Brighton fans would have been quick to notice that Graham Potter’s Chelsea, with their seemingly endless supply of cash for new transfers, are currently three places below the Seagulls in the table.
Roberto De Zerbi’s first game as a manager on English shores was the enthralling 3-3 draw with Liverpool back in October, in which Leandro Trossard (£4.3m) scored a hat-trick.
It’s a measure of the Italian’s progression on the south coast that his most recent game was the reverse fixture with Brighton beating Jurgen Klopp’s side 3-0 on Saturday – and the Belgium international who ran riot at Anfield was nowhere to be seen having fallen out with De Zerbi.
Instead, it was Solly March (£2.3m) who played the role of Liverpool’s tormentor.
Whereas Trossard evidently doesn’t see eye to eye with the ex-Sassuolo tactician, Brighton’s No7 is thriving under the new regime.
March scored two goals in the space of six minutes at the start of the second half to put his side firmly in the ascendancy against Liverpool before providing the assist for Danny Welbeck’s (£2.8m) cherry-on-top.
The 28-year-old’s performance continues a rare purple patch in terms of attacking returns – he’s now registered four goals and three assists in his last five games.
And from a Dream Team perspective, this fruitful run has also produced three Star Man awards.
All things considered, March has added 52 points to his tally over the last four Game Weeks, making him one of the most in-form players since the restart.
Bearing in mind he mustered just 17 points from the first 14 Game Weeks of the season, this dramatic uplift has caught Dream Team gaffers unaware.
At the time of writing, March appears in just 0.5% of teams but his ownership will surely rise after his eye-catching 20-point haul against Liverpool.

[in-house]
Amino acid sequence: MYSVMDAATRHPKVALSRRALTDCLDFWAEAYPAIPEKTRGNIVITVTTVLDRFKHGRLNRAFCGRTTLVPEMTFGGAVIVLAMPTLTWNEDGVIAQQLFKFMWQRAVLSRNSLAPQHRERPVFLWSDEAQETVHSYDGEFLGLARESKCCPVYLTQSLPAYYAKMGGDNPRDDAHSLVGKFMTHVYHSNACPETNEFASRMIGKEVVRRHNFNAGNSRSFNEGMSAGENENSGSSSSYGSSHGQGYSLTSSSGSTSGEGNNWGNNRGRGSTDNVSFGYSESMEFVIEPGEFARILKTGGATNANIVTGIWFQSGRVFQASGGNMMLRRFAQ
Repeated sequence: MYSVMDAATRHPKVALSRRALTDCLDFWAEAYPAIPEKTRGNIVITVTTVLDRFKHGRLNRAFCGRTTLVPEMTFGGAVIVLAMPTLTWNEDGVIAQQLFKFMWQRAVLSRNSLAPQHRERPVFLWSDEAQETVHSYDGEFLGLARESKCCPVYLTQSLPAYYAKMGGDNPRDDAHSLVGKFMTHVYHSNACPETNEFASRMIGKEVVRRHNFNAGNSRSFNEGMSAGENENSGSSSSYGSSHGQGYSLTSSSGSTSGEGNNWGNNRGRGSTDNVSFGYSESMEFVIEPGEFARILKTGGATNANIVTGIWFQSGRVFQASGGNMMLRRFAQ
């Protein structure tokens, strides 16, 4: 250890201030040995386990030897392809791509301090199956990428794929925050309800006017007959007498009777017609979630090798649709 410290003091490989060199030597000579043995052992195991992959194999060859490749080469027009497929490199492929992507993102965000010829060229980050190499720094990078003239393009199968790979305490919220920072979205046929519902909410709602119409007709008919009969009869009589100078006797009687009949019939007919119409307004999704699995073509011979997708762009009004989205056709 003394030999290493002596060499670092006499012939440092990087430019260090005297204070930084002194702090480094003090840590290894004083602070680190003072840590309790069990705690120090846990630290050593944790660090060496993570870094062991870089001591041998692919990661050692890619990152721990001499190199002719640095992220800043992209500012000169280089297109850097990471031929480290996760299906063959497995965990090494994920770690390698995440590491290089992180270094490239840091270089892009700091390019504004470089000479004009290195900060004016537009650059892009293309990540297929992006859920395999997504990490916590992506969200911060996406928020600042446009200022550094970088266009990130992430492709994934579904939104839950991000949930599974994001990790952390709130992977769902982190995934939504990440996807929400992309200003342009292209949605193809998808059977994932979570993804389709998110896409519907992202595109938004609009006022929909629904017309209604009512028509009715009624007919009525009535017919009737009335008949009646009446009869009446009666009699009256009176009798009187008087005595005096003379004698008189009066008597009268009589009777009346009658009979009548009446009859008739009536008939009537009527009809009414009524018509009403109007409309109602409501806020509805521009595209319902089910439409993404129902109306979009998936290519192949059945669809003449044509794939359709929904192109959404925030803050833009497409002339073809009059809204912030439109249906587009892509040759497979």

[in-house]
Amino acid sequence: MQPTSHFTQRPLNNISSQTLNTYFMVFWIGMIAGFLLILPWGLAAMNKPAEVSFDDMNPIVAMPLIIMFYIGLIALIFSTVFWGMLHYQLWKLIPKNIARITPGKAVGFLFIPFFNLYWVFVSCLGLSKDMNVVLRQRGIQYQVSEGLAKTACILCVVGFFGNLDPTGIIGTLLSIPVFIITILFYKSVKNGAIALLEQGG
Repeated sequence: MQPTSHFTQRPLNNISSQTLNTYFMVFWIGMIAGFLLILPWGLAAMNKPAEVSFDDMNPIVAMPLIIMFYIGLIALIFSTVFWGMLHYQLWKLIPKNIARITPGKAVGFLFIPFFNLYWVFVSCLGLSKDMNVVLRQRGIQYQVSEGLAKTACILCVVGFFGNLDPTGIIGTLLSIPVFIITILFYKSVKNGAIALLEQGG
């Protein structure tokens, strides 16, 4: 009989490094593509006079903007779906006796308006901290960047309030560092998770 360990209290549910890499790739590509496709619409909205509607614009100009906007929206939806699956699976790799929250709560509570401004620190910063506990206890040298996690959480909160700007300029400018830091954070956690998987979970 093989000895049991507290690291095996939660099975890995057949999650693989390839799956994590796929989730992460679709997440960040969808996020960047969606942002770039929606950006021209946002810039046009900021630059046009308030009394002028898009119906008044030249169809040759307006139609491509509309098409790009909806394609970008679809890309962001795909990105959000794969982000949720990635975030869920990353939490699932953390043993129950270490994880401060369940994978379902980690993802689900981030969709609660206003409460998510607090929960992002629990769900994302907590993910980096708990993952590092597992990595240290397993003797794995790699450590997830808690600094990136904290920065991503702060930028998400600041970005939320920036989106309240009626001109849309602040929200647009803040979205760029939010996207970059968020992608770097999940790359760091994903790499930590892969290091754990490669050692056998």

March has fulfilled several different roles during his decade on the south coast but Premier League viewers will have seen him play predominantly as a left wing-back under Potter.
Right now, De Zerbi is deploying him as a right winger with unexpectedly profitable results.
More broadly, De Zerbi deserves huge credit for answering the one criticism of Brighton in recent years.
Potter’s reign on the south coast was mightily impressive but supporters were often frustrated at their team’s inability to convert possession and territory into goals.
Under De Zerbi, Brighton are averaging 2.13 goals per game – that figure increases to 2.83 when considering just the games since the conclusion of the World Cup.
Sure, they don’t keep as many clean sheets as they used to but they’re bold and dynamic.
More importantly, the Seagulls continue to punch above their weight in the league table – they’re currently one point behind sixth-placed Fulham with two games in hand.
Just a few weeks ago it would have been unthinkable that De Zerbi could discard a player of Trossard’s ability and not see negative repercussions on the pitch but the performances and the results speak for themselves.
If the players continue to share the coach’s vision and play to his instructions as closely as March is currently then the club will have a great chance of qualifying for European football for the first time in their history.
Dream Team bosses would do well to take note of March’s returns at the very least, he’s comfortably the cheapest asset currently residing within the top 20 midfielders.